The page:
To cover the needs of both your regular members and drop-ins, a higher number of meeting rooms might be required. And most likely the majority of meetings will be with clients of your members, which affects the proportion of “informal” and “formal” meeting places in your coworking space.
If you’re not located near huge business traffic, it’s more likely the majority of your customers will stay long-term in your space and you’ll have fewer drop-ins.
Your members will still have meetings with clients, but it’s safe to assume that most meetings will be between teammates and coworkers.
You’ll still need formal meeting rooms. However, you’ll need to have enough informal meeting rooms, open leisure spaces, and joint areas, where teams can have a productive discussion and where community collaboration can happen.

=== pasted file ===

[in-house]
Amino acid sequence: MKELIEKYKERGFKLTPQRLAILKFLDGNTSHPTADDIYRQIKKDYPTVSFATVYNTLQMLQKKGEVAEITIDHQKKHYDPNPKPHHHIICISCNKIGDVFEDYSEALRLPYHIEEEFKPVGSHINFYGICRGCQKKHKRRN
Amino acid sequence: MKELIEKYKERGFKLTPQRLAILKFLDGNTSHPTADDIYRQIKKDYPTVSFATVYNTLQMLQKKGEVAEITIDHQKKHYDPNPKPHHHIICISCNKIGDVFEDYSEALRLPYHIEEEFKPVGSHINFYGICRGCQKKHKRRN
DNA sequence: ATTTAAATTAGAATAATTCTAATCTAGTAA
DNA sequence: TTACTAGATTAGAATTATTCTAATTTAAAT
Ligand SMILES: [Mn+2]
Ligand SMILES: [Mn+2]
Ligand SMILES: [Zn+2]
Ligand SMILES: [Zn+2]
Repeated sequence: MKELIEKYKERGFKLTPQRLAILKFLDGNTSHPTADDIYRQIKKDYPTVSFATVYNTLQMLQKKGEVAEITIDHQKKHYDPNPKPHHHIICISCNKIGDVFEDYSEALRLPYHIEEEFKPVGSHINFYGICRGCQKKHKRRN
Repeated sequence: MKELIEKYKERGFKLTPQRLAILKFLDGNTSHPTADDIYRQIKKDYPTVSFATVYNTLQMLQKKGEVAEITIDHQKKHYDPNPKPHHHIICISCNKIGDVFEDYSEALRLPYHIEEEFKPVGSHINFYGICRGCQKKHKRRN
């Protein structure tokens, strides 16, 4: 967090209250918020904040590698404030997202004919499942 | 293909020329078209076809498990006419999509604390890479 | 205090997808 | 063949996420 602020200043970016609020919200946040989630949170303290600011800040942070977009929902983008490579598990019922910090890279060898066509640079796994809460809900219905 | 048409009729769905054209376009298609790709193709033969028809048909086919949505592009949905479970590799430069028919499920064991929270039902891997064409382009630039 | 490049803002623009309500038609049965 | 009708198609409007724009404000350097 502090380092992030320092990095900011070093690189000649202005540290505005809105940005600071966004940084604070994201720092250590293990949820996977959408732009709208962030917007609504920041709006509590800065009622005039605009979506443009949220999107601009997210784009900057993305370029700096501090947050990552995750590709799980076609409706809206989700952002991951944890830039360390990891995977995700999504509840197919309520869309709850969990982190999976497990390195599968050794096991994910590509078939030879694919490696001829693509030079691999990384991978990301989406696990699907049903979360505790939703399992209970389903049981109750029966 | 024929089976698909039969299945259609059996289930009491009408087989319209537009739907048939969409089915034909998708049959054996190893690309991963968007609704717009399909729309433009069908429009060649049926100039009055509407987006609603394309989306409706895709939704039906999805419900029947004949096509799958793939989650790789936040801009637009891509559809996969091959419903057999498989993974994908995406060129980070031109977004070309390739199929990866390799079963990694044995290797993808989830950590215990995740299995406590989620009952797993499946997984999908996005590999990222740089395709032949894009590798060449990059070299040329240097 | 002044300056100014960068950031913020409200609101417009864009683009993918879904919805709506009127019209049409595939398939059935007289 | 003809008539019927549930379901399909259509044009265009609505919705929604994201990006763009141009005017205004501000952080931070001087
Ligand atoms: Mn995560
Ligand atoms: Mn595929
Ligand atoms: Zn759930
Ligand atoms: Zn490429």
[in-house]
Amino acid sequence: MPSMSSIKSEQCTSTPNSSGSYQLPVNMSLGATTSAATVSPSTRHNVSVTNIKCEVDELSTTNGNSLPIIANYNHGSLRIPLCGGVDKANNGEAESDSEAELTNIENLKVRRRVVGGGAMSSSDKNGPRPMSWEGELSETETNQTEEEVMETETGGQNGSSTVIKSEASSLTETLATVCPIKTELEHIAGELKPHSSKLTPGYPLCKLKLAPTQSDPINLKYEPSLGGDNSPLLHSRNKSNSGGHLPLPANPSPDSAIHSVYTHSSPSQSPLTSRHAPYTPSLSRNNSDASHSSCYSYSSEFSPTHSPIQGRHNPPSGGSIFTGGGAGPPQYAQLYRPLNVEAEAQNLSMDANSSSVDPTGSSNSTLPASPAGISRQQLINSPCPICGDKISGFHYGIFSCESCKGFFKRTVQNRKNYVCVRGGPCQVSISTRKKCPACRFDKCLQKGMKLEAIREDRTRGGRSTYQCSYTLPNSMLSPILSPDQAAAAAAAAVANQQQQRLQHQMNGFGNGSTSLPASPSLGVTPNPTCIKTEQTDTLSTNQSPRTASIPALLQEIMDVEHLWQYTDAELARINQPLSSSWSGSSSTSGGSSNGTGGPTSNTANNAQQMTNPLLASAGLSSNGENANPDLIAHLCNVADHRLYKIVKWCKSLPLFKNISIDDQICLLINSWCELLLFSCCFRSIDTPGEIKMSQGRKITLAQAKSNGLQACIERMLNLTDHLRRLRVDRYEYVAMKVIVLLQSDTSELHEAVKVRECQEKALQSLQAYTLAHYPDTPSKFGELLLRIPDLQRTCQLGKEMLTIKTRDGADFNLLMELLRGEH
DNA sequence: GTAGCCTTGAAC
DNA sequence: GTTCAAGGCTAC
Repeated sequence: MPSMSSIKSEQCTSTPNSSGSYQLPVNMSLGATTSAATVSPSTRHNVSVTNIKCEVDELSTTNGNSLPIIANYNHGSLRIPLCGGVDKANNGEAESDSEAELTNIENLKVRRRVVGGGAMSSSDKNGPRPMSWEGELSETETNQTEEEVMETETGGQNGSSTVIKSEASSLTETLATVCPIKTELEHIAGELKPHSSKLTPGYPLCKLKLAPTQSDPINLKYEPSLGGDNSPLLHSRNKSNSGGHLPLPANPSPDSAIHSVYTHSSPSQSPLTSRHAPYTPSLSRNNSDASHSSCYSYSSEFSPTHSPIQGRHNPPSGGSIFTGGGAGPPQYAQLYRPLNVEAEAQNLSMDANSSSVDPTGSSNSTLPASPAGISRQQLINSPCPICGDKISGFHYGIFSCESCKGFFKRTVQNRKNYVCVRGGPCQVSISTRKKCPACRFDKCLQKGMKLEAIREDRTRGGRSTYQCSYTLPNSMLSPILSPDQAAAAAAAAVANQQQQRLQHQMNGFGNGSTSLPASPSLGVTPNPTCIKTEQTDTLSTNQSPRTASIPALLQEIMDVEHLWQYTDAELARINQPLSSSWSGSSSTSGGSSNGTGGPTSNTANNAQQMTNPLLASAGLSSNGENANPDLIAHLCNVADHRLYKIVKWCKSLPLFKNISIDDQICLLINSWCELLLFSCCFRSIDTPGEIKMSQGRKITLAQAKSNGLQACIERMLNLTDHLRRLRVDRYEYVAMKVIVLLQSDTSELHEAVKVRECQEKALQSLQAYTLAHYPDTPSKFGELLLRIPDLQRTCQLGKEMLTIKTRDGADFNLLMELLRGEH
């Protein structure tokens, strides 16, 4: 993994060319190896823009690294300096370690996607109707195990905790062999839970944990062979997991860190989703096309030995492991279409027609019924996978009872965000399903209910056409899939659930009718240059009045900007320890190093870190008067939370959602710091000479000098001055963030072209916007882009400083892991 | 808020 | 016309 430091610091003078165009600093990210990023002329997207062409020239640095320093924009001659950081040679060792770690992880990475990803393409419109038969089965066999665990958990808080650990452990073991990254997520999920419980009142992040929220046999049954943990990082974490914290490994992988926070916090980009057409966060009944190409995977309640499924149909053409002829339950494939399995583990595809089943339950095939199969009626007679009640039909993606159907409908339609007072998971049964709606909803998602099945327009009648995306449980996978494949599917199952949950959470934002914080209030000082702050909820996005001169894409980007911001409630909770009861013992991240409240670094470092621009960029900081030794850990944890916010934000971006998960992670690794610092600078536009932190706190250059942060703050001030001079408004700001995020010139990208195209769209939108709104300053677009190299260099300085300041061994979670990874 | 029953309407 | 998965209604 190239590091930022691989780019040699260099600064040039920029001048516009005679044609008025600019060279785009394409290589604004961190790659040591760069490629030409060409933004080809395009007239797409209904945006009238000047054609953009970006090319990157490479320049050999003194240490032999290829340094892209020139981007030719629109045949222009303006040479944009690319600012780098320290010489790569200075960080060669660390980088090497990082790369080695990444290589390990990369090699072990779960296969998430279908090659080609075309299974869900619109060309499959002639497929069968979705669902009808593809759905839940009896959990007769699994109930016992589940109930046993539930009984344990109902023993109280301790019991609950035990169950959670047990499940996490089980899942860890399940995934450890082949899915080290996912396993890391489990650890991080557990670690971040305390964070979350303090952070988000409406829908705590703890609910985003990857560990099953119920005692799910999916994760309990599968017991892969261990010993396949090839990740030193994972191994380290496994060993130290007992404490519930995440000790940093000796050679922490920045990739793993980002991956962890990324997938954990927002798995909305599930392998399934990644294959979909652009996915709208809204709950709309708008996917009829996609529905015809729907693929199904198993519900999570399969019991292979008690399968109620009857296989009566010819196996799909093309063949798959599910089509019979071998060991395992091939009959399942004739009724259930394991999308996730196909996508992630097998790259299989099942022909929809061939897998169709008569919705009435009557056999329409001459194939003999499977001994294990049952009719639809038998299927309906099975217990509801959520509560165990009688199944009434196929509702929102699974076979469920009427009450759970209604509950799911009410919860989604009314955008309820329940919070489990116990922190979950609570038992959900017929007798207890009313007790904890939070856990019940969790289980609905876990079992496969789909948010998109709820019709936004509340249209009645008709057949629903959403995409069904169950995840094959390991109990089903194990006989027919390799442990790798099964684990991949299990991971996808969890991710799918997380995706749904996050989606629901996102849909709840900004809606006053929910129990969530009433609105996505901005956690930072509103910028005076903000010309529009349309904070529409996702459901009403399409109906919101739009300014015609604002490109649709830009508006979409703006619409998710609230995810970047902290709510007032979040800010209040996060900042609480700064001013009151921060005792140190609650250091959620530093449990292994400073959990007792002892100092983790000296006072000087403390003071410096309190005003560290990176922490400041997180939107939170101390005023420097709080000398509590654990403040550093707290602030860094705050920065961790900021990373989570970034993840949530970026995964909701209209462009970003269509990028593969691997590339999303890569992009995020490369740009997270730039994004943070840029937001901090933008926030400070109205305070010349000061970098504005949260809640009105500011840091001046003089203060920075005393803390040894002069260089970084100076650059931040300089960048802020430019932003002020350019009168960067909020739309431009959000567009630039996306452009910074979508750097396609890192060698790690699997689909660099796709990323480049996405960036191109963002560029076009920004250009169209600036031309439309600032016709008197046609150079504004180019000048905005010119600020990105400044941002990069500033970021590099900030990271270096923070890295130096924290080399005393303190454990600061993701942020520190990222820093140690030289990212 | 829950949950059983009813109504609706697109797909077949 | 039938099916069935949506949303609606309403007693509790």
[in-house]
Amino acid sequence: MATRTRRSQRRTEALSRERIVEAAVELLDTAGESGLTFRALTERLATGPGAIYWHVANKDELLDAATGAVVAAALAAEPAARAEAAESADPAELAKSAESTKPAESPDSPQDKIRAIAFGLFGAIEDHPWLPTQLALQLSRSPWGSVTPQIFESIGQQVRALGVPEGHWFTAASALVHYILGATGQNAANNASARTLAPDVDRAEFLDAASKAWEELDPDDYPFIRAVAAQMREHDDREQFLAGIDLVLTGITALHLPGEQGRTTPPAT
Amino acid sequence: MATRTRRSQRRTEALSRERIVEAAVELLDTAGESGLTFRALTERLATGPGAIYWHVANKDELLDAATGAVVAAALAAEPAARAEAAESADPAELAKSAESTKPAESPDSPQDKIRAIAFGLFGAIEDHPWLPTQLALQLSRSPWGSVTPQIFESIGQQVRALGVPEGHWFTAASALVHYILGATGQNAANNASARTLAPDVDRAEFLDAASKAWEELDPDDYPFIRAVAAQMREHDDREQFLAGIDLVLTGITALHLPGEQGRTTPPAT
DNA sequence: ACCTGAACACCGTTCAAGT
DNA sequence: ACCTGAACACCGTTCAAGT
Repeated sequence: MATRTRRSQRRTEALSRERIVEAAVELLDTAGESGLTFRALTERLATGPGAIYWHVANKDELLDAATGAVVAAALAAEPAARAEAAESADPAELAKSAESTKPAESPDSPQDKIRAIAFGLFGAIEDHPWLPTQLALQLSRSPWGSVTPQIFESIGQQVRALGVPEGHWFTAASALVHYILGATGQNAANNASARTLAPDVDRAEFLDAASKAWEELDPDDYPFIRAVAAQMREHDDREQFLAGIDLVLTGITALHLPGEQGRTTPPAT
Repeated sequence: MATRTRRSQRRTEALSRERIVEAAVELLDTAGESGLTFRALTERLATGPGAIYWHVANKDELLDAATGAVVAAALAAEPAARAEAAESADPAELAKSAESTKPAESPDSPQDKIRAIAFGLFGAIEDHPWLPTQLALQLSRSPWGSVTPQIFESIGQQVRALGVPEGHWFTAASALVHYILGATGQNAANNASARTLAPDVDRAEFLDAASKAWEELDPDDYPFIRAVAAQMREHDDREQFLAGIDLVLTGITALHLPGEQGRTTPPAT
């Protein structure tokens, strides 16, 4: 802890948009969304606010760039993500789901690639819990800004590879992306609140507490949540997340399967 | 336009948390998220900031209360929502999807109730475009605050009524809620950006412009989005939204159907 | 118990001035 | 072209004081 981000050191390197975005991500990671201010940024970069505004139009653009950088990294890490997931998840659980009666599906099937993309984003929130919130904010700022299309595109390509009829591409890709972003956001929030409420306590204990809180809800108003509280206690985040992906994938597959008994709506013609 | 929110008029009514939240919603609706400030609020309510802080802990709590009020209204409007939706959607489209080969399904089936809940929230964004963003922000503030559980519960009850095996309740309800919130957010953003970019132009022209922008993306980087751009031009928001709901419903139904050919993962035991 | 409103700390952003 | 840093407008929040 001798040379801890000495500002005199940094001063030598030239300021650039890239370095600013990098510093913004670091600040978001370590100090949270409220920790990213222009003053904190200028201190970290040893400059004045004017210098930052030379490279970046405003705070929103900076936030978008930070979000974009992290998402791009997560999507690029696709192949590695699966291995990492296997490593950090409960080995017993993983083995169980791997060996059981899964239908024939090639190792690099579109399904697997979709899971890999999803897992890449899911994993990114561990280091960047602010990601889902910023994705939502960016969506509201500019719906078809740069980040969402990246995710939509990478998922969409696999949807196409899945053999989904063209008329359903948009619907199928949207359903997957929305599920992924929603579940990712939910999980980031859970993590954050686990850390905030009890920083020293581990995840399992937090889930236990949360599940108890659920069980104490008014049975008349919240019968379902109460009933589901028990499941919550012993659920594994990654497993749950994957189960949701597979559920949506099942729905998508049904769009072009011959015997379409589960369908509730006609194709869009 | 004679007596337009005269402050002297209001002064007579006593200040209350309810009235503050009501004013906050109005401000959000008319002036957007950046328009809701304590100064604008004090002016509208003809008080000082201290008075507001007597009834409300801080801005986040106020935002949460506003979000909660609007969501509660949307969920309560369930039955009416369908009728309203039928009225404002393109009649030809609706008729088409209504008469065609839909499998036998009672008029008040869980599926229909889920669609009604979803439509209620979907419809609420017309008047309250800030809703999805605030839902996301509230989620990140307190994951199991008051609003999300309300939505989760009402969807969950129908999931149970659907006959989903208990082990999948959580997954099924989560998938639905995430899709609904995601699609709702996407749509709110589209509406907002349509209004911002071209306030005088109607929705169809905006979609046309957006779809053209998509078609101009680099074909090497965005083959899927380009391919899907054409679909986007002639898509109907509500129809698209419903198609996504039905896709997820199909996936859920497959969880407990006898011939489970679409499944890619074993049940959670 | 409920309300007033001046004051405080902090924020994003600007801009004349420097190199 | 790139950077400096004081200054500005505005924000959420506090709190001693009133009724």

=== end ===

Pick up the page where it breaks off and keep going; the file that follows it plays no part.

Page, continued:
If you’ve nailed down the first point from the 3 essentials of every successful coworking community, you probably have a good understanding of your target audience and have attracted like-minded professionals in your space.
The essence of their business and their personality define their daily workflow (calls, meetings, etc), or what kind of communication they have (formal, casual, etc).
Let’s take a look at 2 examples that can influence how your meeting rooms should be planned:
Service-oriented companies and/or freelancers usually spend a huge amount of time on calls or meeting clients and partners. It’s safe to say that you’ll need a lot of phone booths in place to accommodate the higher number of calls. Also, meeting rooms would probably have to be equipped with coffee and water for eventual client meetings.